Tips from a Lapland wilderness expert
Photographer and wilderness guide Eeva Mäkinen discovers her most memorable (and Instagrammable) moments close to home.
Not many people know that there’s a 40-metre-long, 80-metre-deep canyon hidden in the north of Finland. Kevo Canyon is a strictly protected nature reserve carved from 1900-million-year-old granulite bedrock extending from Paistunturit Fells in Utsjoki to Saariselkä in Inari. Enriched by water flowing into the Arctic Sea, the walls of the canyon are described as miniature botanical gardens full of incredible wildlife.
Visiting the canyon proved to be a turning point in the life of photographer, wilderness guide, and Instagram celebrity Eeva Mäkinen.
Having newly finished her wilderness guide training, Mäkinen headed straight for the canyon and its 63-kilometre trail from Sulaoja to Lake Kenesjärvi. “I had confidence in my skills and knew I could make it on my own in the wild,” she describes. Not only did she survive, but she thrived in the wilderness.
Since then, she has completed hundreds of wilderness quests around the globe and gained a following of 100,000 people on social media. Countless admirers have been mesmerised by her amazing footage of the Northern Lights, journeys through the snow, and the incredible landscape of Alaska.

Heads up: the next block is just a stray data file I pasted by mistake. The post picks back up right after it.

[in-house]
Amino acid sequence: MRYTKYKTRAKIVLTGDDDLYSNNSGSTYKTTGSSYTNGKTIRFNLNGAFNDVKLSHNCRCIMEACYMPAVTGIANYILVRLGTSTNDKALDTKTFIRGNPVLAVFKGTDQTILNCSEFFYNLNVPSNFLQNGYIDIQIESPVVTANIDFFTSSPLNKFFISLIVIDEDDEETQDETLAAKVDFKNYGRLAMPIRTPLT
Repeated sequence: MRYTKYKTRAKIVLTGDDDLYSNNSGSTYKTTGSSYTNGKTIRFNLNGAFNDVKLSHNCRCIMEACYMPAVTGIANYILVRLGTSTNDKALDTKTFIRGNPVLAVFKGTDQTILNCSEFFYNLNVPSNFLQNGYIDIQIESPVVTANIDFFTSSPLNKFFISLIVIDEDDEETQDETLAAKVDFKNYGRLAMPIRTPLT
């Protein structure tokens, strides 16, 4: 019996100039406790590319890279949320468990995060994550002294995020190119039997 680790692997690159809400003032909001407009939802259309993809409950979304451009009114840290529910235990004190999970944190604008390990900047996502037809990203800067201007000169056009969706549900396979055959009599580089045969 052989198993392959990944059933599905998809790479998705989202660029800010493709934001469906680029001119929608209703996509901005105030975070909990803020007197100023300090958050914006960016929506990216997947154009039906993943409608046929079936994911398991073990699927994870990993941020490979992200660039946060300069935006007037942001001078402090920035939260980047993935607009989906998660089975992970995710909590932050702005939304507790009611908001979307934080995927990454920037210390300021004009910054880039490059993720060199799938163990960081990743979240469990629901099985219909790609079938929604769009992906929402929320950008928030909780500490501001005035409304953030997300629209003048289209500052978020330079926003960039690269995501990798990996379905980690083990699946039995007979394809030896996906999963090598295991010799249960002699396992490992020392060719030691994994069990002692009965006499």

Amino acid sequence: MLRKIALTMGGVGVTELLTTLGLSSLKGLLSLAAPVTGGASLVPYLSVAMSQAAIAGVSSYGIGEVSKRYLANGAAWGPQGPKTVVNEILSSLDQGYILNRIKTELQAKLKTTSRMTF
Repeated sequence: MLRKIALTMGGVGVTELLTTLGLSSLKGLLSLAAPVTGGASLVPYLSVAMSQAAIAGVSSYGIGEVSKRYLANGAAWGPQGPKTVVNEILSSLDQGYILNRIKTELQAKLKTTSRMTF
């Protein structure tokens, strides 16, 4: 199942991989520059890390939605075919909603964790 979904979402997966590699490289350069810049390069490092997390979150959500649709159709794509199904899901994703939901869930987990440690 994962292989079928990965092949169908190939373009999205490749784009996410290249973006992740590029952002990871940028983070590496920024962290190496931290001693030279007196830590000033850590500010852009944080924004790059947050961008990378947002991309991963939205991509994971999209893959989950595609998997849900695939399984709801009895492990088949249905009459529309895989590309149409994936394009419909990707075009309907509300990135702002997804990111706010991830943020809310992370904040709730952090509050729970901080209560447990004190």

Mäkinen’s success as a wilderness seeker is driven by her unquenchable thirst for freedom. “I’ve been an entrepreneur all my working life, for more than ten years now. For me, it’s the only way to live and be free,” she says.
“I used to travel to faraway locations, but now I stay local,” says Mäkinen. With a nose for trends, Mäkinen predicts that local travel is set to be the next big thing.
“People are rediscovering their relationship with nature. And instead of travelling thousands of kilometres to remote places, they have started looking closer, chasing experiences more locally,” Mäkinen muses.
For Mäkinen, the best thing about the Finnish wilderness is its tranquillity and distinctive seasons, creating landscapes that never produce the same photo twice. And many places in the Nordic north still await discovery – but to find them, you really have to live for the search.
Text Elena Sulin
Photos Eeva Mäkinen